Started by jungledmnc August 12, 2008
jungledmnc wrote:
> Hey guys thanks a lot. Anyway I know something about harmony, so that's not > the issue here. The problem is how to "harmonize" an arbitrary sound - add > some more frequency content, so the sound "sounds" different (more "full" > if possible). I thought that simplification into octaves should ease the > problem.
> Ok, let's say a simplify the problem even more into a single note. Then it > will be X Hz and I want to add 2X Hz just as you said. But how to do that > without DFT? The first idea presented here was to interpolate the block > into a half-long block and double it. But how to make it connected? The > fact that the note is X Hz does not mean, that there is not an additional > frequency content above it, which I also want to move by an octave. And > what if I want to use it on any signal - I mean more notes or some > arbitrary noise-based sounds like drums or even a complete mix? >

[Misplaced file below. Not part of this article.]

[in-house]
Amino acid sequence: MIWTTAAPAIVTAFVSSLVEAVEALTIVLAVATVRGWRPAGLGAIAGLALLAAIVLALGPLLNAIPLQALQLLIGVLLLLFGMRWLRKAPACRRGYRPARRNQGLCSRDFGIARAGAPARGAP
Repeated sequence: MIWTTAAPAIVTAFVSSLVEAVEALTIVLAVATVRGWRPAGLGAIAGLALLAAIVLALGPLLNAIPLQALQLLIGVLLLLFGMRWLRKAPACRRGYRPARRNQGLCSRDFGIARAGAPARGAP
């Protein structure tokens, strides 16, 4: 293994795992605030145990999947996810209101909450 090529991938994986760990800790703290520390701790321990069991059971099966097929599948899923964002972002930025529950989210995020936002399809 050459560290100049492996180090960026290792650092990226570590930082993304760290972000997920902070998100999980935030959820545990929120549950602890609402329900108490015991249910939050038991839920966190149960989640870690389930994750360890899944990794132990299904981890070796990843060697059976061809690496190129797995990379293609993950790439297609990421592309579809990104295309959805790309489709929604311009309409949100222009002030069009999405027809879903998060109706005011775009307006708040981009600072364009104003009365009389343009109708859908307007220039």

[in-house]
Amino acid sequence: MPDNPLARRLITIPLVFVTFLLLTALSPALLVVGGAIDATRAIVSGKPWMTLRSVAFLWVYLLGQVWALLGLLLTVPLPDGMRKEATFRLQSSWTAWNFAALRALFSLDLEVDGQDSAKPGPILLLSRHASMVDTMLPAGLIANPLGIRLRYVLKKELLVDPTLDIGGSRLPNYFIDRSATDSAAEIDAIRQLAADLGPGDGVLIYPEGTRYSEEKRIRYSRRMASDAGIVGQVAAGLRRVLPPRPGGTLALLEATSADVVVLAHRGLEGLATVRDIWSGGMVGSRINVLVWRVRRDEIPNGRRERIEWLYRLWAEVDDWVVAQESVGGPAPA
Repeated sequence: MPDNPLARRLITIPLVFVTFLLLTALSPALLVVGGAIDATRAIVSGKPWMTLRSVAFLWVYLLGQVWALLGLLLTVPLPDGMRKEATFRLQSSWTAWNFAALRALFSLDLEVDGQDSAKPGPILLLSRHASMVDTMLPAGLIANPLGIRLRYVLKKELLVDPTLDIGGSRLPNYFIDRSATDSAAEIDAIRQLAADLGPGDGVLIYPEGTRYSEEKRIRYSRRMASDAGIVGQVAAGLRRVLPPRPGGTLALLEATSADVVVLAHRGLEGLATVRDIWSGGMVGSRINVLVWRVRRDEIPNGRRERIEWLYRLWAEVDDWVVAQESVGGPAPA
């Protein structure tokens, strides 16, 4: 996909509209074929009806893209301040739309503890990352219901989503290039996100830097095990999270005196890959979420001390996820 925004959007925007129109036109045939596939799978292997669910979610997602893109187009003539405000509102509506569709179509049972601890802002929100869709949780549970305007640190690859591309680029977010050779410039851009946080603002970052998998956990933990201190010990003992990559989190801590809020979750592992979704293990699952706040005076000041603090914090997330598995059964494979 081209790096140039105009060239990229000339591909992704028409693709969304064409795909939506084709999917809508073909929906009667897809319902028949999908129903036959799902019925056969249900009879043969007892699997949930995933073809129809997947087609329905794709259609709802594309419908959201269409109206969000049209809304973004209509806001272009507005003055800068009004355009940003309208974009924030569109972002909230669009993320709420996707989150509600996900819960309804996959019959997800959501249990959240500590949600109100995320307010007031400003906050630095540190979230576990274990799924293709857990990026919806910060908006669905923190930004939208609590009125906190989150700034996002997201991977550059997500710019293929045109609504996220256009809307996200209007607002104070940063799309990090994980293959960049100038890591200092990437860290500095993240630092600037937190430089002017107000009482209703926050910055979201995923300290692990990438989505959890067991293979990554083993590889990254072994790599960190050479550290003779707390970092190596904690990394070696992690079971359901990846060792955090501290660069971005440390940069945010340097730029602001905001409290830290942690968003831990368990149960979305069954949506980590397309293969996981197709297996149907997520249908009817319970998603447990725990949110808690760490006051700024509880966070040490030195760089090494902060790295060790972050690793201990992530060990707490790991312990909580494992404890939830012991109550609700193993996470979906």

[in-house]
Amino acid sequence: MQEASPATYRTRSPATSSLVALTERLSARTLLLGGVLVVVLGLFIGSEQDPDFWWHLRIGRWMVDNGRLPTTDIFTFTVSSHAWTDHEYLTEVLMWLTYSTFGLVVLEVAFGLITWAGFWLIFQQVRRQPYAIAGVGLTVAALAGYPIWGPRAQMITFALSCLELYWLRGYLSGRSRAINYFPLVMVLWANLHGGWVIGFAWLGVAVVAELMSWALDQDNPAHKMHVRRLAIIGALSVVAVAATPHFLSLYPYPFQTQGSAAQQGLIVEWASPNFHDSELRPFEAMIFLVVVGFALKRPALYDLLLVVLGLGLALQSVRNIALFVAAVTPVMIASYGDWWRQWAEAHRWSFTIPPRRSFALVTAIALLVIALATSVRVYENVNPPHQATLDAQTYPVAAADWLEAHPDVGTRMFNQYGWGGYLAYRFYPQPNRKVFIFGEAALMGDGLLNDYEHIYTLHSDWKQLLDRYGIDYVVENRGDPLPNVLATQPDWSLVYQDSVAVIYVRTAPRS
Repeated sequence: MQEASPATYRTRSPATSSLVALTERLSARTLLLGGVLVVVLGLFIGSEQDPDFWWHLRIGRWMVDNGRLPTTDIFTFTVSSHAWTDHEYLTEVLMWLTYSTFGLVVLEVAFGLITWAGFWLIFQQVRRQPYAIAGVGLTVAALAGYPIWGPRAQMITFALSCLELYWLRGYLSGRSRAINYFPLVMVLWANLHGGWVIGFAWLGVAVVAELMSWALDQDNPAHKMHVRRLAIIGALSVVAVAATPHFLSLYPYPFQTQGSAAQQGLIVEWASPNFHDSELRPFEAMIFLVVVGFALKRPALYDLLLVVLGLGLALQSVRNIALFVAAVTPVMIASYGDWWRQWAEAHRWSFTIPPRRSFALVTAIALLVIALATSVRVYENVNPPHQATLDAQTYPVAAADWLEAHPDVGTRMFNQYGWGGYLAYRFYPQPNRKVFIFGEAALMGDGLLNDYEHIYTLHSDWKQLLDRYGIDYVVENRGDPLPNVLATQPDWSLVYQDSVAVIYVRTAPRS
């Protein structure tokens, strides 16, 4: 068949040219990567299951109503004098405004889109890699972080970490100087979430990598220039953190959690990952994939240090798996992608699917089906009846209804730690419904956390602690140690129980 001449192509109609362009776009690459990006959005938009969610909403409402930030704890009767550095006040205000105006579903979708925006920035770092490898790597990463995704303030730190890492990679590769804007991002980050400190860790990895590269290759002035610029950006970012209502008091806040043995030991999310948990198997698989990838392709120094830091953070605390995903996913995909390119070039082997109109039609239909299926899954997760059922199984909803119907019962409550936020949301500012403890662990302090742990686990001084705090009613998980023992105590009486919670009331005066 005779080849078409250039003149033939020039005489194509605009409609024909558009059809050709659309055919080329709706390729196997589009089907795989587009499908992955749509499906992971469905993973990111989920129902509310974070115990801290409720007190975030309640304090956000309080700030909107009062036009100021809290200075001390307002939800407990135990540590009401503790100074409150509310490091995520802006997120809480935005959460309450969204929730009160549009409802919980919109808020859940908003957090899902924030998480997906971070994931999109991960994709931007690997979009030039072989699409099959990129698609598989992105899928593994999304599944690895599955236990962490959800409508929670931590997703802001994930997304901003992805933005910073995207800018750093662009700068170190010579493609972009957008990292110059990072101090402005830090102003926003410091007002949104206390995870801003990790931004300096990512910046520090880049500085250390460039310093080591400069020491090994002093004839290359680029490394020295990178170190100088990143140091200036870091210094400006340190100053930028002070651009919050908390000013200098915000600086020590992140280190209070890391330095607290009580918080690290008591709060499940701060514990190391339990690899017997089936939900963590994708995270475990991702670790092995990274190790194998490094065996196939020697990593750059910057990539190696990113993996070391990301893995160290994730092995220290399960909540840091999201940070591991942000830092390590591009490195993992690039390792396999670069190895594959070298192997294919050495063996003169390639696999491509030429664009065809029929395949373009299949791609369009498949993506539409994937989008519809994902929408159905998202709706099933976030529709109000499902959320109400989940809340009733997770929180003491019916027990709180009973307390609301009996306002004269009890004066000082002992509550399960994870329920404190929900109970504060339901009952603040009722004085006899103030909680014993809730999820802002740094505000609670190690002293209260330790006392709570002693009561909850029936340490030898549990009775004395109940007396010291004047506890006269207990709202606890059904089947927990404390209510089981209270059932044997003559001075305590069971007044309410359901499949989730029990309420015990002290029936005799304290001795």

This is different again, and not what musicians call "harmonizing". It sounds closer to what is called "exciting", after the Aphex "Aural Exciter" effect that dates back to 1975 or so. It added small amounts of (somehow) synthesized higher harmonics in order to brighten up the sound. The method is patented, and was claimed at the time to have been discovered by accident when an engineer incorrectly wired up a circuit. See So it is closer to a general waveshaping method than to anything involving explicit pitch shifting. To add harmonics (= distortion, albeit very controlled) you need some sort of non-linear transfer function. The Aphex effect adds some phase shift and compression as well, and is level dependent. To clone it would almost certainly require some sophisticated dsp (e.g. analog modelling). It is not something I have ever done, so cannot advise on how to create the effect. It would be well worth asking on the musicdsp list, as there will very likely be folk there who have done it more than once. A frequency-domain (e.g. pvoc-based) approach could well prove a good route to an at least plausibly similar effect. I have indeed added an octave pitch shift to a flute recording to get a sort of enhancement effect, but note that this shifts everything, including fundamentals, so it is much more like adding a 4ft organ stop (or simply doubling flute with piccolo!) than an "exciter" effect. NB: to make a sound more "full" (in the vague way musicians define it), the standard method is to use conventional EQ to boost the signal in the (vaguely) 1KHz to 2KHz region. Might be lower range for drums, etc. Richard Dobson